With a lot of travelling and a bit of budget, I had replenished my wardrobe with a significant number of gorgeous little dresses in varying textures and colours. And while I have worn a number of them to formal dinners and evenings out, my black and white number was my first attempt at a short dress in the office.

Generally in Africa, a woman’s body is heavily policed. Clothes, sex, motherhood, abortion, marriage. Society (particularly men) is determined to dictate and legislate women’s bodies in the name of tradition, culture and morality.

Women are often at the fore front, encouraging the policing. From my maternal grandmother who remarked that ‘I was dressed like a prostitute’ when I wore a short purple and lavender peplum dress for a night out with my two closest friends. Never mind that we were headed for dinner at a suave restaurant and a night of conversation and wine at my friend’s place. We weren’t on the prowl and sex was the last thing on my mind; my paternal aunt who (disrespected my personal space) commenced uninvited to pull down my dress which stopped mid-thigh and despite the fact that my thighs, legs and feet were covered in thick winter wool tights and this was at a family event within a family member’s yard. I respectfully stepped back, hitched the dress up and walked away [because as a young African woman passive aggressive behaviour is one my greatest tools against faux-conservative older relatives ;-)]; to the young and older anonymous women who shot me dirty looks.

From a young age we teach African girls to hide their bodies, to be ashamed of their physique. We ingrain in their psyche that someone else controls their bodies. In the minds of girls, we sow the seeds of male ownership and control over women’s bodies and we remove their ability to make decisions over their own bodies. We terrorize girls into believing that if they are sexually harassed, assaulted or battered, defiled or raped – it is their fault. Women preach these messages consciously and unconsciously to girls and the messages stick.

Should we teach girls prudence? Of course. A woman is always her last and often her only line of defence. She should ensure that she is safe and she should not deliberately or naïvely place herself in harm’s way. But genuine discussions should be had with boys and men as well. They should be taught and told that a girl/woman’s body is hers and no one’s property. A girl and/or woman’s body and the decisions she makes about her body, from the clothes she wears to the decision to be a mother or not, these are her prerogatives and should be respected.

When I wear a short dress, I wear it because I have made a decision that on this particular day I want to feel powerful, I may not control a country or determine policies but I control my wardrobe, I decide whether I want to feel sexy, flirty, smart or all three at once. Is confidence and self-esteem a mind-set? Yes, but I don’t mind getting assistance [from a short dress] to achieve that frame of mind.

Sometimes I‘ll wear the short dress to impress and attract a man – most times I’ll wear it because I look and feel great in it and if the males [and females] gets their fill – good for them as long as they’re clear – this is about me and I’m not putting out.

Today, I read about a female police officer in Kenya, she was reprimanded because she wore a ‘tight’ skirt.

I have a bottle of Tennessee whiskey and a magnificent orange dress – short and tight. I’ll swig the whiskey as I choose my accessories (and silently salute every African woman who successfully and unsuccessfully wore a short dress or skirt) and I am wearing the orange dress to work next week.


7 comments On ‘My mini skirt and I’ by Guest Contributor Saffron and Lace

  • Most women who complain about short dresses seem to have ulterior motives. It may stem from the fact that they don’t have the guts to wear such… Most women who shame others, have deep seated issues with themselves and not the target of their criticism

    • Nandi — Agreed. Sometimes we tend to believe that if we can’t do something or wear a particular outfit, then no-one else should. My family has a number of dominant women and lots of women in general therefore I’ve seen the deep-seated issues play themselves out. Even amongst some of my friends.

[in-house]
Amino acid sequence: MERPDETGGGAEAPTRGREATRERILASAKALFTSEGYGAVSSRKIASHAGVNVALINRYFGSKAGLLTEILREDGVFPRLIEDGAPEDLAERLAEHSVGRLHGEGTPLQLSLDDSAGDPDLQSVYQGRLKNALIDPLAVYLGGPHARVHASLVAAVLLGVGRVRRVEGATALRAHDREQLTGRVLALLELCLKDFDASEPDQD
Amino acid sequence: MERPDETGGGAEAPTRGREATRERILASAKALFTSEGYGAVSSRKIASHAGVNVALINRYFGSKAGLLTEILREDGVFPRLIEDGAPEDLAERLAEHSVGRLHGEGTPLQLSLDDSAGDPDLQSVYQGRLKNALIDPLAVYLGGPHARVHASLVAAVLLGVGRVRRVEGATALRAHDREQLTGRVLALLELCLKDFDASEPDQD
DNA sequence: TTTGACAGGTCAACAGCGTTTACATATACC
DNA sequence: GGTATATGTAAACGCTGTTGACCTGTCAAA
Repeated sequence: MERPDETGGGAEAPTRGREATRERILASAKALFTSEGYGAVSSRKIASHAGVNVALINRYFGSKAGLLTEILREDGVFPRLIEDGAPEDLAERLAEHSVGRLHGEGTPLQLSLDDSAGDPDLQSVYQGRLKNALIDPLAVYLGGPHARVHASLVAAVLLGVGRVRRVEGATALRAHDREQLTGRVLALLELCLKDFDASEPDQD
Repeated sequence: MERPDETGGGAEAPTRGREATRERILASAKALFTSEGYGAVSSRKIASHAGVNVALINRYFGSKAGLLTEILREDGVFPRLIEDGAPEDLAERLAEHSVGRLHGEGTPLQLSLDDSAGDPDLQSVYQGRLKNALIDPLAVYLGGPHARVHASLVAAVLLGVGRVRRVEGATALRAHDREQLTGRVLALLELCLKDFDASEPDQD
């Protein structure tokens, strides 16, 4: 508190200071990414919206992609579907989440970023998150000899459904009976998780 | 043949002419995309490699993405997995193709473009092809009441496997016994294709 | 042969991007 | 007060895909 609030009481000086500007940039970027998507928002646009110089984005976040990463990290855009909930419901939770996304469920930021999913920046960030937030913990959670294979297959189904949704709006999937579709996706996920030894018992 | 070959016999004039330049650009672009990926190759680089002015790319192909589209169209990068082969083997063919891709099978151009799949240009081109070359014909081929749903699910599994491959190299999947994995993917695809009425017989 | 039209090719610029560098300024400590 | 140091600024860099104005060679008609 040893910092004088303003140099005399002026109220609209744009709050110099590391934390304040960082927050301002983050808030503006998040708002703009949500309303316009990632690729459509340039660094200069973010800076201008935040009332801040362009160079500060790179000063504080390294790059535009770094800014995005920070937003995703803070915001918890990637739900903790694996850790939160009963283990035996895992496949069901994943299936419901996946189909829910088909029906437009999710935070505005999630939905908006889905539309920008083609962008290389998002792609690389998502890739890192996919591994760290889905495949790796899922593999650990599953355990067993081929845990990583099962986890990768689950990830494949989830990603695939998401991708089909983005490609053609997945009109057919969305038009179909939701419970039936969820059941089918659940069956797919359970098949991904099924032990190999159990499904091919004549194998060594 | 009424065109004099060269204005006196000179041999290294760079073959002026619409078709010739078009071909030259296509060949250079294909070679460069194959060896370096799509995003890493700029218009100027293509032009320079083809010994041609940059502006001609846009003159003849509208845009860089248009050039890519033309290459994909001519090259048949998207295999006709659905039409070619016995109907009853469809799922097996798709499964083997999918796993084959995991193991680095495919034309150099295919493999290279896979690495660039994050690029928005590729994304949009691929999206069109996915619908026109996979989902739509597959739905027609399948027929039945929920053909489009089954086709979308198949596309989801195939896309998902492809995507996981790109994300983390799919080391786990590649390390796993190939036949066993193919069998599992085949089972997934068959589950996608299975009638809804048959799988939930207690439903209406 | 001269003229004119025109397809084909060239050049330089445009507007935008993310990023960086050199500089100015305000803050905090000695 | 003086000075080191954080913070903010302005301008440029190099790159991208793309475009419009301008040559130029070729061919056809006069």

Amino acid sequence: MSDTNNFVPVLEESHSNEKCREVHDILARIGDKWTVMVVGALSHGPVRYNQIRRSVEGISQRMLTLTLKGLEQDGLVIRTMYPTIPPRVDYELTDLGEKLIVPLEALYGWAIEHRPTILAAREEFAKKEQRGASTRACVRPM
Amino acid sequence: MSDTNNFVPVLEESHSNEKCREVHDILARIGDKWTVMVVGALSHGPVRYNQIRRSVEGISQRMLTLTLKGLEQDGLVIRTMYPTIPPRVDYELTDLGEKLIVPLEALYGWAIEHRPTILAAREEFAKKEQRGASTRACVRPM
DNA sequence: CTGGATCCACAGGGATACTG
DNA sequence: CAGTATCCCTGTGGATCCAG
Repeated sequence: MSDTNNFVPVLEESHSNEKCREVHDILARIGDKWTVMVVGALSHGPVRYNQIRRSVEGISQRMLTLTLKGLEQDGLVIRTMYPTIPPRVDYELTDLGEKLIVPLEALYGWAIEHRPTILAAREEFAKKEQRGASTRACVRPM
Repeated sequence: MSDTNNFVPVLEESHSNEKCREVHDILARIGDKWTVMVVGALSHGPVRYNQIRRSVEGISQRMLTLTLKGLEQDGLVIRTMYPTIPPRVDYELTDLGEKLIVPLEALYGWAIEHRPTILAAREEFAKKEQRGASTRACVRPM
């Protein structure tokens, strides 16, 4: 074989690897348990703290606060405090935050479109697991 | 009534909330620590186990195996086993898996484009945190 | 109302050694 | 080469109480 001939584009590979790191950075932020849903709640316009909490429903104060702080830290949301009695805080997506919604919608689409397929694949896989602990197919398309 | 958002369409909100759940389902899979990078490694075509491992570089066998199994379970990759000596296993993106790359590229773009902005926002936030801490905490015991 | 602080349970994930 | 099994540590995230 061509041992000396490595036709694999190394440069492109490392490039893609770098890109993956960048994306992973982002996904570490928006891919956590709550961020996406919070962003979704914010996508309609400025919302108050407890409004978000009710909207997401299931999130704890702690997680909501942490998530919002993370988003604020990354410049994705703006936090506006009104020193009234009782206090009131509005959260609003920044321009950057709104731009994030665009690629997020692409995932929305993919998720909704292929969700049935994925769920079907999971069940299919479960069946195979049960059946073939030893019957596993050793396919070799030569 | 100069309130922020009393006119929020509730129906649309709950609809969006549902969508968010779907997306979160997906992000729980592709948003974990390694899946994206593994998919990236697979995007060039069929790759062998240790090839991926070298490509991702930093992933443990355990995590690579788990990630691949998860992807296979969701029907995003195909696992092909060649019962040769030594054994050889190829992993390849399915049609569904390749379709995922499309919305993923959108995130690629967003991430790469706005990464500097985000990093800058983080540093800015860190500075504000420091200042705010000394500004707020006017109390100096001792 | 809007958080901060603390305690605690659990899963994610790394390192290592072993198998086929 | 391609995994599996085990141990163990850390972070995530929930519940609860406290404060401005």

I once had a heated debate with a friend because she vehemently opposed a mutual acquaintance’s choice of outfits. This mutual acquaintance (a classmate at the time) during her second (and third) trimester of pregnancy wore beautiful dresses of varying designs, patters and material. In terms of length they either stopped at knee level or slightly above. This lady looked amazing, she was glowing, happy and gorgeous in her outfits. But one day, I found her reduced to tears in class because a number of women in class had been telling her not to wear ‘such dresses’ and that it was disrespectful to her husband to wear short dresses. This was a class made up of women between the ages of 25 – 35, women who were fond of short and tight outfits time and again themselves. Turns out the pregnant lady’s husband liked the outfits and accompanied her when shopping for some of the dresses.
      That incident (which was also a class/status issue) made me angry and ashamed. We women should and do guide and correct each other when wrong but we often avoid celebrating and encouraging each other which is just as, if not more important.

  • You would think that these ‘conservative’ older women were not the same ones parading in short dresses in the 70s/80s. How they are able to equate length of dress with morals is befuddling.

    If I’m going to rock a skirt or dress, best believe it is above the knee. Nothing lonnger. I ‘prudencify’ the look with pantyhose, because well showing legs and a little of thigh meat, may give guys permanent boners and conservative girls gossip fodder. We don’t want that, do we now?

    Personally, I really don’t care. If I’m not infringing on your breathing rights, mind your own business. I’m quick to dismiss bullshit, with humor of course, not unless it’s that time of the month, you will get read for filth.

    • AM–S’truth! My mother’s photograph albums from 60s and 70s show young ladies in tiny skirts! And they were gorgeous. It was classy and chic then but the gatekeepers decree it isn’t now – no, I’ll pass.

      “Personally, I really don’t care. If I’m not infringing on your breathing rights, mind your own business…”
      Awesome and thank you! People meddle in all the wrong issues and mind their business when they should be getting involved.

      “…I’m quick to dismiss bullshit, with humor of course, not unless it’s that time of the month, you will get read for filth.”
      Now that’s a savvy strategy, I’ll employ more humour henceforth.

  • Makes you wonder how African society survived the era when most women walked about with their boobies flapping in the breeze.

  • Interesting how some parts of Africa formulate regulations. Happy to know Ghana doesn’t have to deal with such challenging legislation. Perhaps it’s because we are not faced with the problems which stare at them in the face in such geographies.

  • @ Edward,

    What ‘problems’? Manufactured ones?!